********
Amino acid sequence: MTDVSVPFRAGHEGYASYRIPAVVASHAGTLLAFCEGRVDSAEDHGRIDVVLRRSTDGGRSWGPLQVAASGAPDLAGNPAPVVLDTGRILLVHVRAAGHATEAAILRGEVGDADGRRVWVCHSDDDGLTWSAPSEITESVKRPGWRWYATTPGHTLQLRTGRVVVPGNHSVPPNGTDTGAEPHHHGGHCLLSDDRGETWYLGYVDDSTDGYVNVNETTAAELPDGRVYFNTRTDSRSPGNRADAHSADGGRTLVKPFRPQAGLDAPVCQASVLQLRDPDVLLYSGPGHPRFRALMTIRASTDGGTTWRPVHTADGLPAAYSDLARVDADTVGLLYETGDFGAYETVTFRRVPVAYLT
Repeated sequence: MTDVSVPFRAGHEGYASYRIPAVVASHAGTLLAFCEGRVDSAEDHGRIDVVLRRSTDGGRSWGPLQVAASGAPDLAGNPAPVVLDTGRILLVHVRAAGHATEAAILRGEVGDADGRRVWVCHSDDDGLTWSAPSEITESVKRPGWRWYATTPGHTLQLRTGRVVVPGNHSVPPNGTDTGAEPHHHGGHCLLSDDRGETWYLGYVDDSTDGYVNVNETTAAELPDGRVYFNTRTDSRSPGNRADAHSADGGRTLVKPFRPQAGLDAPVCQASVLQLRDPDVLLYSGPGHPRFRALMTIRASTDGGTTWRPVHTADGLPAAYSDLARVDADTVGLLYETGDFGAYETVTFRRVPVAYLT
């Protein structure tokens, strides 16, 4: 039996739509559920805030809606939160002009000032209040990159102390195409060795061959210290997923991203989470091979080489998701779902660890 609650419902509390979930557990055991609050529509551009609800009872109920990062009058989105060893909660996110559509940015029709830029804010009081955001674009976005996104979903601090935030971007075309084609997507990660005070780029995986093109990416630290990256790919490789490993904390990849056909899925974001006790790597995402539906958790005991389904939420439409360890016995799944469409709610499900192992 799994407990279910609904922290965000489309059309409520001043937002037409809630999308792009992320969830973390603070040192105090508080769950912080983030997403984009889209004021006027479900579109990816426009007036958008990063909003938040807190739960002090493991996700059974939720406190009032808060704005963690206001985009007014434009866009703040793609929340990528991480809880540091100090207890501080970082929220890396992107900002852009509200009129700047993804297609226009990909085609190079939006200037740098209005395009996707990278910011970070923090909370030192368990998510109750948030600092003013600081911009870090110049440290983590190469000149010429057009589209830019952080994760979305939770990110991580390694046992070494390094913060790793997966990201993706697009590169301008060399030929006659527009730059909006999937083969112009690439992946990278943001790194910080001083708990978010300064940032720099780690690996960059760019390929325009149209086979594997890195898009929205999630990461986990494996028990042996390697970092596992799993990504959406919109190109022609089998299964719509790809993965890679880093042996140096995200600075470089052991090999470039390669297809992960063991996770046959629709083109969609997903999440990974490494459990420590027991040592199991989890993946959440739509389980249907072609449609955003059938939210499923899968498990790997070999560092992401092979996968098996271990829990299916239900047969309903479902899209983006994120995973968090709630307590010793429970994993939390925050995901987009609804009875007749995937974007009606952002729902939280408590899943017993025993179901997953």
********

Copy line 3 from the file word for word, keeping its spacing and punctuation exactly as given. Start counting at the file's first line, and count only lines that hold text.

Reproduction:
């Protein structure tokens, strides 16, 4: 039996739509559920805030809606939160002009000032209040990159102390195409060795061959210290997923991203989470091979080489998701779902660890 609650419902509390979930557990055991609050529509551009609800009872109920990062009058989105060893909660996110559509940015029709830029804010009081955001674009976005996104979903601090935030971007075309084609997507990660005070780029995986093109990416630290990256790919490789490993904390990849056909899925974001006790790597995402539906958790005991389904939420439409360890016995799944469409709610499900192992 799994407990279910609904922290965000489309059309409520001043937002037409809630999308792009992320969830973390603070040192105090508080769950912080983030997403984009889209004021006027479900579109990816426009007036958008990063909003938040807190739960002090493991996700059974939720406190009032808060704005963690206001985009007014434009866009703040793609929340990528991480809880540091100090207890501080970082929220890396992107900002852009509200009129700047993804297609226009990909085609190079939006200037740098209005395009996707990278910011970070923090909370030192368990998510109750948030600092003013600081911009870090110049440290983590190469000149010429057009589209830019952080994760979305939770990110991580390694046992070494390094913060790793997966990201993706697009590169301008060399030929006659527009730059909006999937083969112009690439992946990278943001790194910080001083708990978010300064940032720099780690690996960059760019390929325009149209086979594997890195898009929205999630990461986990494996028990042996390697970092596992799993990504959406919109190109022609089998299964719509790809993965890679880093042996140096995200600075470089052991090999470039390669297809992960063991996770046959629709083109969609997903999440990974490494459990420590027991040592199991989890993946959440739509389980249907072609449609955003059938939210499923899968498990790997070999560092992401092979996968098996271990829990299916239900047969309903479902899209983006994120995973968090709630307590010793429970994993939390925050995901987009609804009875007749995937974007009606952002729902939280408590899943017993025993179901997953």